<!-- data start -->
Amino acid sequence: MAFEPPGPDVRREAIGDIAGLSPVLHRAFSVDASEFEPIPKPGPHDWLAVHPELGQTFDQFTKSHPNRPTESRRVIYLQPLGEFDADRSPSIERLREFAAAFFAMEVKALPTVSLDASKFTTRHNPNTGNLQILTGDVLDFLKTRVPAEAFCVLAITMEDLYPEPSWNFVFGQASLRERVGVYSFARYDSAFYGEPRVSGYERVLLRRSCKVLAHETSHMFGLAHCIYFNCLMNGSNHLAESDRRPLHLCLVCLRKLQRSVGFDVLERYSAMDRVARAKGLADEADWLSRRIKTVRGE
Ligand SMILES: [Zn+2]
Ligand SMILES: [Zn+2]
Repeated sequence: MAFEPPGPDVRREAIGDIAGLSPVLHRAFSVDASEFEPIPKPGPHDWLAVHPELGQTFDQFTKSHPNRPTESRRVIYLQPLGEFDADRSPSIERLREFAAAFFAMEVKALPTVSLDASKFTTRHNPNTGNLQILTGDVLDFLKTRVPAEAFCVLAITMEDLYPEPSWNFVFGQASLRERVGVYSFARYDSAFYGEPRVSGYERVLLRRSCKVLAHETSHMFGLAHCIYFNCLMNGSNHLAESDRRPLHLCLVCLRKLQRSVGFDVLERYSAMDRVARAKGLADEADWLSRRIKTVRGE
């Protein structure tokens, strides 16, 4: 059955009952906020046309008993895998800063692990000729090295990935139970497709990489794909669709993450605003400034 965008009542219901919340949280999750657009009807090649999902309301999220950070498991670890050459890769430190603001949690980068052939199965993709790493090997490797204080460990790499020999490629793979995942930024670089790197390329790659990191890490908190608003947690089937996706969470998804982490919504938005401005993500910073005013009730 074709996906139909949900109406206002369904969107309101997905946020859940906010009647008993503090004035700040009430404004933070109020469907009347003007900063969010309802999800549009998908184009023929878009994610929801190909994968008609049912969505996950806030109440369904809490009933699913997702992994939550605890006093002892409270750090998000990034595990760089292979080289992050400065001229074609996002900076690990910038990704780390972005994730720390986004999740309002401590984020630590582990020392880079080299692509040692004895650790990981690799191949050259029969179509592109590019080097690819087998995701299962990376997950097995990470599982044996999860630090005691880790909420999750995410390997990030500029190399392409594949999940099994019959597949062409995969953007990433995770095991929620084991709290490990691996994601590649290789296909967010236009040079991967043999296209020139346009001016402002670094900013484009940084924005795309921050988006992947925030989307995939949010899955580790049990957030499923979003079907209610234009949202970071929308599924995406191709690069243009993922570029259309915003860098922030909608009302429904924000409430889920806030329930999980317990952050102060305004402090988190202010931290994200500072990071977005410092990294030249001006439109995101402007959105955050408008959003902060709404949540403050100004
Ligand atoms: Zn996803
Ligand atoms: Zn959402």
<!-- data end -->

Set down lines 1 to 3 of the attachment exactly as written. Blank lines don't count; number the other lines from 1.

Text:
Amino acid sequence: MAFEPPGPDVRREAIGDIAGLSPVLHRAFSVDASEFEPIPKPGPHDWLAVHPELGQTFDQFTKSHPNRPTESRRVIYLQPLGEFDADRSPSIERLREFAAAFFAMEVKALPTVSLDASKFTTRHNPNTGNLQILTGDVLDFLKTRVPAEAFCVLAITMEDLYPEPSWNFVFGQASLRERVGVYSFARYDSAFYGEPRVSGYERVLLRRSCKVLAHETSHMFGLAHCIYFNCLMNGSNHLAESDRRPLHLCLVCLRKLQRSVGFDVLERYSAMDRVARAKGLADEADWLSRRIKTVRGE
Ligand SMILES: [Zn+2]
Ligand SMILES: [Zn+2]